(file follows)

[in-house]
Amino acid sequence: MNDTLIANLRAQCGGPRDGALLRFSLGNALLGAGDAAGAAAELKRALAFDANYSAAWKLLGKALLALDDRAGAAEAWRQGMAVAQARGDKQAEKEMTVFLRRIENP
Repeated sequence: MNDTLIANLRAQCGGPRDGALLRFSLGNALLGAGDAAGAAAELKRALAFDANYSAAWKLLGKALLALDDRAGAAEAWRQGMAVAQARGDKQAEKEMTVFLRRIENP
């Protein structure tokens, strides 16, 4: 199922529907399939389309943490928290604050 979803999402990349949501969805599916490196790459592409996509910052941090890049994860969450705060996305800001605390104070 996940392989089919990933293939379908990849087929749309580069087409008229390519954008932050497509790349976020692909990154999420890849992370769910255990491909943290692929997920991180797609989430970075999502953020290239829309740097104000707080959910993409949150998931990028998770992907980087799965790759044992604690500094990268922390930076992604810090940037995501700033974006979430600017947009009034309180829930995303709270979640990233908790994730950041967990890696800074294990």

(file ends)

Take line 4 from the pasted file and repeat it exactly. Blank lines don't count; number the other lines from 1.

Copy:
């Protein structure tokens, strides 16, 4: 199922529907399939389309943490928290604050 979803999402990349949501969805599916490196790459592409996509910052941090890049994860969450705060996305800001605390104070 996940392989089919990933293939379908990849087929749309580069087409008229390519954008932050497509790349976020692909990154999420890849992370769910255990491909943290692929997920991180797609989430970075999502953020290239829309740097104000707080959910993409949150998931990028998770992907980087799965790759044992604690500094990268922390930076992604810090940037995501700033974006979430600017947009009034309180829930995303709270979640990233908790994730950041967990890696800074294990």